Timing the piston

Sunday, November 15, 2009

Tags :  camshafts

camshaftsIn a good camshaft design the cam profile is but one half of the story. Lifting the valve off its seat and then opening fully before closing it again and dropping it gently back onto its seat requires a lot of careful mathematics and, executed well, should give the maximum valve area opening period for the minimum of forces involved. But just as much as efficient inlet and exhaust cam profiles are critical to any high performance engine, the timing of their opening and closing in relation to each other and in particular to that of the piston motion, can never be overstated.

Traditional reciprocating engine practice is to open the exhaust valve well before piston bottom dead centre. At this position most of the expansive power of the combustion on the piston crown has been spent and opening the valve at this time enables rapid evacuation of the cylinder. Also, opening the valve sufficiently early enables the exhaust gas to be swept out of the cylinder without creating too much back-pressure during the piston upward stroke and minimises pumping losses. Likewise on the next engine revolution, and with the exhaust valve closed, the inlet valve only closes well after bottom dead when attempts are made to harness the inertia of the intake air and trap as much of it in the cylinder as possible. However, it is around top dead centre on the non-firing stroke when things can get pretty hair-raising and the opportunity for a disaster begins!

Piston motion

First we have the intake valve at the point of opening. Beginning just before top dead centre the valve will be off its seat and moving ready to admit the intake charge in response to the piston downward motion. Somewhere shortly afterwards and slightly after top dead centre the exhaust valve will be coming to rest back on its seat. The time between the intake opening and exhaust valve closing is referred to the world over as the valve overlap, and a number of interesting possibilities could occur because amid all this lurks the piston crown. In a modern wide bore, short stroke engine, to produce a compact combustion chamber with a high compression ratio and with minimal surface to volume ratio, requires a high compression height to the piston at top dead centre such that the piston motion just misses the exhaust valve on its upward stroke and is almost collected by the intake valve on the downward stroke. It is clear therefore that once the valve-piston geometry is designed, even with small cut-outs in the piston crown, only slight adjustment of the valve timing may be possible. In particular, the higher the speed for which engine performance is optimised, the later the exhaust valve closure. Retarding the cam in this way risks the exhaust valve touching the piston on its closing leg. Likewise advancing the inlet cam chasing an even better torque characteristic, risks attacking the piston on its downward stroke.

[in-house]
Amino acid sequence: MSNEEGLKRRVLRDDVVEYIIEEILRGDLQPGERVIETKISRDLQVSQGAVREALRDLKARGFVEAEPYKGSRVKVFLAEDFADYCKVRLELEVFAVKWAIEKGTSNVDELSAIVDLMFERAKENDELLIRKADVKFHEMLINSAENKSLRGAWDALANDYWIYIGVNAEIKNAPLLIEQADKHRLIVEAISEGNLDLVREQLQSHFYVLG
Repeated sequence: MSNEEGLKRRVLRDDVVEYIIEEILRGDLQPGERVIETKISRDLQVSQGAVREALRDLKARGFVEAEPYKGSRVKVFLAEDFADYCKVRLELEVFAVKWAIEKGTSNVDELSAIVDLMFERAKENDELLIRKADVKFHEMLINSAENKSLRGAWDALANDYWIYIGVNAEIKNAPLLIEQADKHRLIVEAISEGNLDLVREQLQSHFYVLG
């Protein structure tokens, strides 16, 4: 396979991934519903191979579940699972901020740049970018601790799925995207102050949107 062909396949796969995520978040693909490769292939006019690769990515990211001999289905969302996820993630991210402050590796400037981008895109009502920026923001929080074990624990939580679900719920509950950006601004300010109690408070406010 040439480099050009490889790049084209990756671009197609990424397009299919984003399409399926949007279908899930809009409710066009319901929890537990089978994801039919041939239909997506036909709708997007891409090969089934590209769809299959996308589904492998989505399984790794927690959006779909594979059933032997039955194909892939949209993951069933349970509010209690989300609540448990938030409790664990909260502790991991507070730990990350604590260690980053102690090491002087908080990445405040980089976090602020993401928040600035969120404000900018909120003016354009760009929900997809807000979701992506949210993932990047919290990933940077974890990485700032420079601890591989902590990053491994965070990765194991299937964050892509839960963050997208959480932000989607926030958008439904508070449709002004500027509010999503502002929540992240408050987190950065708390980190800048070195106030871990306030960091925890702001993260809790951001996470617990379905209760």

As a double check when building prototype engines it was therefore always considered best to fit very light valve springs on the initial trial build so that around the piston top-dead-centre non-firing stroke, the valves could be pushed all the way down to contact the piston to determine the actual clearance. Although the minimum running clearance when hot will be slightly different, at least you will be able to build up an idea of where the limits to the valve timing reside.

In designing any camshaft profile therefore, due consideration has to be made not only to the cam duration required and the valve-to-combustion chamber geometry, but also to the practical aspects of the piston-to-valve clearance available.

Written by John Coxon.

Leave your comment

Comments

Excellent article, I agree completely.In excess of 40 years of motorcycle engine building I have witnessed the error of not enough piston to valve clearance.

In recent years I have built many small displacement motorcycle roadracing engines, 600cc to 750cc. They commonly have large bores and short strokes with 4 large valves in the head. With any decent cam lift this arrangement makes it very difficult to increase the compression without parts hitting each other. In these engines any increase in compression will show a substantial gain in horsepower. The usual method of measuring piston to valve clearance is to sent the crankshaft at about 12 degrees btdc for the exhaust and about 12 degrees atdc for the intake. The engines are all DOHC inline 4 cylinder. Measurements could then be taken at 2 to 5 degree increments on each side of the starting point by compressing the valve to touch the piston. Usually the valve will very quickly reach the minimum clearance and just as quickly race away from the piston.

Recent camshafts I have used that were not aftermarket but special factory only units displayed different characteristics. They have less lift than the stock street bike ones and about the same duration. If installed as is without any other engine modification they will make less power. They do have more piston to valve clearance though. This allows for a marked increase in compression by simply milling the head. Here is where the interesting feature shows up. When piston to valve is again set to minimum values the valve will track the piston at a minimum value of say .7mm for 20 to 25 degrees of crank rotation. The camshaft is ground so the valve motion mimics the piston motion when the parts are in close proximity. This allows compression gains that could not be done in any other way.

I don't know how common this practice is in the car world but in the motorcycle world I have only seen cam design of this type in factory race parts.

Regards,
Dan Zlock
Dan, i need to talk with you more about this cam setup. I build engines myself. but never as in depth as what i am doing now. im tryin to take a factor gsxr1000 motor and turn 19-20k rpm with it. I would love to have help specing a cam for it.